Recently I was away on a solitude retreat. Yes, you read that right. I packed a bag and for 48 hours I was alone. Well, not completely. I spoke with the cook, she let me know that I started at the wrong end of the food line. Who knew that not talking for an extended period of time (I was about 3 hours in) would affect your ability to walk through a buffet line? I Said “hi” when someone passed me on the trail ( I didn’t want to be rude) but other than that it was me, the lake and Jesus.
The first night was the most awkward. Not because of anyone but myself. It was only me, with me, afterall. After not spending time with only myself in years I had to become reacquainted with me again. I made it through that first silent night (too much?) and woke up to the sun dancing on the lake. I made a to do list and put “dance” on it after a bunch of other high and lofty goals like “hike” and “read”. After breakfast, where I did the buffet line the exact right way with noone to see me or pat me on the back, I headed off to hike.
The hike was beautiful. The trail took me through woods bordering the lake and over wetlands where I felt like the intruder. This was the domain of the birds, fish, chipmunks and turtles. They allowed me to pass by, but didn’t change their plans as they went about their mornings. My destination? A church I had seen across the lake the afternoon before when I had arrived. And an hour after I set off I reached it. A 150 year old church on an Island. I found a dock. The water was the perfect kind, the kind my Minnesota heart dreams about. So clear you could see right to the bottom. I kicked my shoes off and let me toes graze the cool water.
The hike had felt good and my body reminded me how strong it is. Lately, I haven’t been so kind to my body. Telling it all kinds of awful things about how it isn’t behaving like I think it should. My stomach is too squishy, my face too round, even my fingers have been getting the stink eye like they should be doing more finger exercises to trim up. But in that moment on the lake with the sun on my skin, the sweat drying from the cool breeze and my blood pumping just as it should I was pleased with me. I remembered that I loved the lake. And to hike in the woods. And old churches with stained glass windows. And the history behind it all. As I walked and sometimes jogged I was grateful for my strong legs and able hips. My stomach didn’t get in the way and my fingers did everything I asked of them. My face turned towards the sky.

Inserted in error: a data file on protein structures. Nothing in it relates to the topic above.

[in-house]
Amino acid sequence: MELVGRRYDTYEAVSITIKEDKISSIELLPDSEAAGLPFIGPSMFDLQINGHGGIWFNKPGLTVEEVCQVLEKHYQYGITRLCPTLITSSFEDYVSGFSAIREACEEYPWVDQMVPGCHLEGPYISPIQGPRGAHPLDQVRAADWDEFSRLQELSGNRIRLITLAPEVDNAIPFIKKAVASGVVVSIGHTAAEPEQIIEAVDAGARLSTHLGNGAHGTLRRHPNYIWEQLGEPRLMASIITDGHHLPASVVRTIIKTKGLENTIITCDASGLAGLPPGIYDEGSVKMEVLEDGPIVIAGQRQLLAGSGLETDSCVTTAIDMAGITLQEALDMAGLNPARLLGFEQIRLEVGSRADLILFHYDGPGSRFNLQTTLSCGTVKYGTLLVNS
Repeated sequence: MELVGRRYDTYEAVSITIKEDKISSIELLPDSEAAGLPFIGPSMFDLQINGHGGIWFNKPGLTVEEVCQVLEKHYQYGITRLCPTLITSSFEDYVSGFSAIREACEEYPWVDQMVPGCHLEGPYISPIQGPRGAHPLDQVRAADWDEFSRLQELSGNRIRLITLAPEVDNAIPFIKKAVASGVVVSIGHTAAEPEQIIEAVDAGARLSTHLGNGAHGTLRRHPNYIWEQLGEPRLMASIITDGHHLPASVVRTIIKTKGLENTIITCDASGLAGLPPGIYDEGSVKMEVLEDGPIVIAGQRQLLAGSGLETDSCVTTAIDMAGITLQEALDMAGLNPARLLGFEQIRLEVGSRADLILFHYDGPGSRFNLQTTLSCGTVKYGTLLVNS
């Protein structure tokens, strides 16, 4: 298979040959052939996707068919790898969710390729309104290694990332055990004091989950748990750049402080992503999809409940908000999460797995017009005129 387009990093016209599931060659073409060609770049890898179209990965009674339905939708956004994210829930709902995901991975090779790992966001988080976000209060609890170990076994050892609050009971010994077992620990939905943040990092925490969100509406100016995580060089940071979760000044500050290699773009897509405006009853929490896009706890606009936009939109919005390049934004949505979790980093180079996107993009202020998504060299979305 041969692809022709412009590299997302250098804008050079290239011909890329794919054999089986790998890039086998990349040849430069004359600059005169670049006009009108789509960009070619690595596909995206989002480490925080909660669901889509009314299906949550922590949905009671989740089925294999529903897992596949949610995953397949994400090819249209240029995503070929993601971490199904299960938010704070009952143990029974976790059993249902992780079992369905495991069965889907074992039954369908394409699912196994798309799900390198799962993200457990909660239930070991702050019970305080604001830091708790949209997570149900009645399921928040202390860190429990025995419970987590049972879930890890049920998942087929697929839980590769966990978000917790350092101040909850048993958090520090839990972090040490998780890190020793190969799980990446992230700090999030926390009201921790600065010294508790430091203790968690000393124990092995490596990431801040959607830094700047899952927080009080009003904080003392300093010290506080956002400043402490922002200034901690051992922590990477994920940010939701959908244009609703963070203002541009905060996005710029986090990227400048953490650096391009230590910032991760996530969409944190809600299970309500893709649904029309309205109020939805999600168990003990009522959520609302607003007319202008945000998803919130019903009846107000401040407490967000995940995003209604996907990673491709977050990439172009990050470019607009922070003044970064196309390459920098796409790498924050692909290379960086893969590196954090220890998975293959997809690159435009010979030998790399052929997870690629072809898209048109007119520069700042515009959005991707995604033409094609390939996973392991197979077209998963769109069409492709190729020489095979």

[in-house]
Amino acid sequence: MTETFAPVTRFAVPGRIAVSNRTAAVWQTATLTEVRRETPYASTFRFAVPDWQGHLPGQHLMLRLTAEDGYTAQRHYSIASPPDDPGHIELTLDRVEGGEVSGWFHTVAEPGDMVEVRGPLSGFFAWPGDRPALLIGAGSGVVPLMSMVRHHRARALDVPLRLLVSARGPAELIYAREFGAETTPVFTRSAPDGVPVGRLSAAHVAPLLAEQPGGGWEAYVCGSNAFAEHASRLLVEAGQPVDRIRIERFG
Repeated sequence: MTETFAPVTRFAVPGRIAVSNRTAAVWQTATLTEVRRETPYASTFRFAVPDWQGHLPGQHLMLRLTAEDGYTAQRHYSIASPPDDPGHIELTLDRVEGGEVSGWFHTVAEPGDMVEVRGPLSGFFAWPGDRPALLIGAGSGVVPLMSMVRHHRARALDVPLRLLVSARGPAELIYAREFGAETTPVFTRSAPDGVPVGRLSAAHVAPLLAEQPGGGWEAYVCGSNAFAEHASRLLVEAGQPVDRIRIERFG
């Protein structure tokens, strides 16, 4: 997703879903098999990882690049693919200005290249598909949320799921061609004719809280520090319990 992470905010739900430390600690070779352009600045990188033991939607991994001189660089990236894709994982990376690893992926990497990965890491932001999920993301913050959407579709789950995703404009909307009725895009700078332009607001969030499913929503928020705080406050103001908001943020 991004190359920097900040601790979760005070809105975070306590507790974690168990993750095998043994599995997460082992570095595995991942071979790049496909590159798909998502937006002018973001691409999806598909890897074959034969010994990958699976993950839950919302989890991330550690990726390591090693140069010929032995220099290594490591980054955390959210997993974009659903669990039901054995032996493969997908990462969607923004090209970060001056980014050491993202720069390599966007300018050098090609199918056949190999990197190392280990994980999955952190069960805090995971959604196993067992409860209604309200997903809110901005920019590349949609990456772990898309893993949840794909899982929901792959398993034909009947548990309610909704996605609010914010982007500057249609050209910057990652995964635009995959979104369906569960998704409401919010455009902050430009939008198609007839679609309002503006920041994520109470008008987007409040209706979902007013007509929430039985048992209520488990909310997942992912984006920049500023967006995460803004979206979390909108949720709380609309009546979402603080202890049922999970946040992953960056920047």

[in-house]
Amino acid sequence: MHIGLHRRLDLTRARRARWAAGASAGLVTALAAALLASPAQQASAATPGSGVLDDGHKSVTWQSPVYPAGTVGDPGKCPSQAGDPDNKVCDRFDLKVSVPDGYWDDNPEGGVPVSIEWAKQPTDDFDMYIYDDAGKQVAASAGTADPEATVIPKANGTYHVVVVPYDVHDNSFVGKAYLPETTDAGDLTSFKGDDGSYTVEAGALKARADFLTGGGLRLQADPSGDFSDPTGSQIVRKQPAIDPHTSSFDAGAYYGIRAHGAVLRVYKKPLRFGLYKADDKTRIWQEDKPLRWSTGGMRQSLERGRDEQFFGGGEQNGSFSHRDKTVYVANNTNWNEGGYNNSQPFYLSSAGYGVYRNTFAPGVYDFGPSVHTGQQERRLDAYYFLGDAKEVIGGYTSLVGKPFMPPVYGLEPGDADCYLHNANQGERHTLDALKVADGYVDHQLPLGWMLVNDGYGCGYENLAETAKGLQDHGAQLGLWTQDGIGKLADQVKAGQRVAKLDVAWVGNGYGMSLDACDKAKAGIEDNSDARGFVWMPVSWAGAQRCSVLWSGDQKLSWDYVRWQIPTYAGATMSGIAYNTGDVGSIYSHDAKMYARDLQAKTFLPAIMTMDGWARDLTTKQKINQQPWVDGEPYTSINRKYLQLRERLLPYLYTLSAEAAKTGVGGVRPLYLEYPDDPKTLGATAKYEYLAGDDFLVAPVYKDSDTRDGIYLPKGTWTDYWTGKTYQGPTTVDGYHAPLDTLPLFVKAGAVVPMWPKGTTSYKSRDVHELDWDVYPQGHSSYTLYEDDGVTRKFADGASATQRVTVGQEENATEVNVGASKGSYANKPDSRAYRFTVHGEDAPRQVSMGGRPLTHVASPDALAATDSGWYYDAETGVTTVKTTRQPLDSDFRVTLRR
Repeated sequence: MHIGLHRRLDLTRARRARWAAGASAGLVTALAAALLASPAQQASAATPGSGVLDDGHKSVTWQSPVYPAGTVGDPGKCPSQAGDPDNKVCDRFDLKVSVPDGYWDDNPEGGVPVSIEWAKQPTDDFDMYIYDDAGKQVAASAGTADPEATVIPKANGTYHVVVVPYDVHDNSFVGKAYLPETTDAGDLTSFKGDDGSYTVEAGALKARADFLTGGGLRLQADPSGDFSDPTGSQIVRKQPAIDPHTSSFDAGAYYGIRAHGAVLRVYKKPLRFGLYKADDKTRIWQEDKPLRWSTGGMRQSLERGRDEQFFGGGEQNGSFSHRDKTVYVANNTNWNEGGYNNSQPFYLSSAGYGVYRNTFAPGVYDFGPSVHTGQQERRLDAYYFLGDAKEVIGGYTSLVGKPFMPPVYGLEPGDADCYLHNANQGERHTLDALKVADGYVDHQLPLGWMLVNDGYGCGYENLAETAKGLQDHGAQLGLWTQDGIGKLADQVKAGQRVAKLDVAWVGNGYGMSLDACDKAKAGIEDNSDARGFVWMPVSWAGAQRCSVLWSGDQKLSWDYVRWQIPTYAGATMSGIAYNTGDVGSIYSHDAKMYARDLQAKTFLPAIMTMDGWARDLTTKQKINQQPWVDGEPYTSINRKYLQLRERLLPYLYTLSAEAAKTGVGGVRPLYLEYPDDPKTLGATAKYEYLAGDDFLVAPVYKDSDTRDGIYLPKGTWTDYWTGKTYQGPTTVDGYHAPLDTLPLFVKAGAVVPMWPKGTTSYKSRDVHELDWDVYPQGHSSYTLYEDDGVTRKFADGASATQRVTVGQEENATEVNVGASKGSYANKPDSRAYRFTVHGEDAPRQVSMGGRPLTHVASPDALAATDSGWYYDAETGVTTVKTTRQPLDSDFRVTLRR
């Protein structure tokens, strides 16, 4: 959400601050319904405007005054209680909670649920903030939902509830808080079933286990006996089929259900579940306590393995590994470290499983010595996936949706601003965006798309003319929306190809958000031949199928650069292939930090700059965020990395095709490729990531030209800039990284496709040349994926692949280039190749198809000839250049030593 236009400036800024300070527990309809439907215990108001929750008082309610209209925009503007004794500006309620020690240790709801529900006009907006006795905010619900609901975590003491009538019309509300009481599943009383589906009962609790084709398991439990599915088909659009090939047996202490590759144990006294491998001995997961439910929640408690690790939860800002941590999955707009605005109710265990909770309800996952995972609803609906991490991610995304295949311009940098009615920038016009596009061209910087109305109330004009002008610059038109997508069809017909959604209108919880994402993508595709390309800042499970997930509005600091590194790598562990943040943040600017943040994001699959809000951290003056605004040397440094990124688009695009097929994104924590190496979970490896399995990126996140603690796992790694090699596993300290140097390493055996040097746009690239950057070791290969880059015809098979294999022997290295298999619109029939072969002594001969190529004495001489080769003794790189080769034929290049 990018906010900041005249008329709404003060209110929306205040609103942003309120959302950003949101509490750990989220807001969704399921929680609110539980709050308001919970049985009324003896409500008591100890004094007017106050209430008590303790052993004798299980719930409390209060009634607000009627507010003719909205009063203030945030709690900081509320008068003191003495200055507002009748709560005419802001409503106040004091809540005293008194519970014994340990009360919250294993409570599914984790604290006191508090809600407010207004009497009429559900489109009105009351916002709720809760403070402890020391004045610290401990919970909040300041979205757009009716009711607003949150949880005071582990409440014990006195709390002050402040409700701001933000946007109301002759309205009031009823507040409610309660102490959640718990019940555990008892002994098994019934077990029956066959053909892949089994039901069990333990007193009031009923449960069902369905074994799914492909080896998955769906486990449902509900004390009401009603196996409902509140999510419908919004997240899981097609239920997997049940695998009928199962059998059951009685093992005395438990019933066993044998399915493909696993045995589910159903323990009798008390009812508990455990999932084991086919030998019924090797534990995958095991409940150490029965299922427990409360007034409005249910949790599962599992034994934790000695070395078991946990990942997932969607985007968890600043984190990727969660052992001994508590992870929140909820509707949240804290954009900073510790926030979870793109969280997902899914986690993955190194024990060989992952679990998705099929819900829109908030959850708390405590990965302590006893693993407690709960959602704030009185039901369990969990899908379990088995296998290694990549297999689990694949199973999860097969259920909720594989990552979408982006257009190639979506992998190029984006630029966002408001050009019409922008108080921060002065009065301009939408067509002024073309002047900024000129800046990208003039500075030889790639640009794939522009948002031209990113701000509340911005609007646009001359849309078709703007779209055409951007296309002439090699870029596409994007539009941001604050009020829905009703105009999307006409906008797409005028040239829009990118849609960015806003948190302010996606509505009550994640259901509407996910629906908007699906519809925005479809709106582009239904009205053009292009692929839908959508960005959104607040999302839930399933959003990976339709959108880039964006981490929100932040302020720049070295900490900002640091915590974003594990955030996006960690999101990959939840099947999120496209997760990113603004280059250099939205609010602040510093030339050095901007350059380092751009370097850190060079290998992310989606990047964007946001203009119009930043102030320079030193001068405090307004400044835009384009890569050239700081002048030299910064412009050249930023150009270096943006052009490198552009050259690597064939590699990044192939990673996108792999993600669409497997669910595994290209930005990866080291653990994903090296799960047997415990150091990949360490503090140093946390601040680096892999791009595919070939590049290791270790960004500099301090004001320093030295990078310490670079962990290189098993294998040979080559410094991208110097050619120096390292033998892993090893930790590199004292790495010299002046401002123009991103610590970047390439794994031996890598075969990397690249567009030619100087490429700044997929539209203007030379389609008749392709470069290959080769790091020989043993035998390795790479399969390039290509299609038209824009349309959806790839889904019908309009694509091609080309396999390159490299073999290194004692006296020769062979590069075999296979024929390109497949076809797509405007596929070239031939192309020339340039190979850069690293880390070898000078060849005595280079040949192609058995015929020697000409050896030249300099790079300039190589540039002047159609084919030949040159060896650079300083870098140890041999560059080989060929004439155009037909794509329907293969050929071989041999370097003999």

I had some friends join me on my lake. Four loons made their way towards me and I was in awe of them. Their heads bobbing in and out of the water looking for a mid morning snack. Or maybe they slept in and it was breakfast they were after. No judgement here. I would have slept in but the silence pulled me out of bed. And the breakfast line, I wanted to get it right.
I pulled out my journal and opened my favorite black sharpie pen. I was feeling inspired, hearing the still quiet voice of the Spirit speak to the places that His creation were opening up in my soul. Words about stewardship and beauty and my role in it all. When suddenly the wind picked up. It blew my hair back away from my face, it blew so hard that I wondered if it would knock over the kombucha bottle I had brought with me. I closed my eyes and turned my face into it. I smiled. I thought of how God came to the prophet in the wind. I let it wash over me. Maybe this wind is God speaking just to me.
When I opened my eyes to see my loon friends again and write down my thoughts, to my right was a lone man on a boat with a sail. He was a ways away using the wind to move him across the lake. Then I thought that maybe my wind wasn’t only for me, or maybe it wasn’t for me at all, but maybe the wind was for him. To pick up his sail and move him across the water. I laughed to myself. Isn’t it funny how I like to think I am the center of everything that happens? Maybe the wind was from God right to me. Or maybe it was common grace, God moving over his creation and I got to experience it because I chose to be silent, still, expectant. I got to see God move because I stopped and put myself in a place where he already is so evident. He hadn’t done anything out the ordinary, I had.
This is so human of me. To think that God is the one who changes when I know very well that he is never-changing. That by me breaking my routine, he will come meet me in a special way, when every day he wants to meet me in the only way he knows how, magnificent, holy, awe-inspiring because this is who he is and he is true to who he is. It is I who don’t take the time, or clear my head space or remember where my identity is long enough to see Him washing over me, over us.
It is easier on the lake, I know. But the God of the lake and the loons, the one who washes his common grace over us in a cool wind or a summer rain, he is the same one who meets us on the couch or in the carpool line. He is with us in our meetings or while we shop for dinner. He is always the same, this we can count on and this I want to remember. I want to walk to the rhythms of his common grace that he washes over us every moment of every day. On the sunny quiet days on the lake or the dark days when we don’t know where the light will come from or if there is any left. He is still there, he is still for us. For meeting us and revealing himself to us. And he is for our changing, and our remembering too. To remember whose we are and the role we have been given. To know him and make him known. His creation reminds me of my simple role, to steward and show off my God’s beauty. To reflect him by living in awe of him and embracing who he created me to be and the purpose he created me for.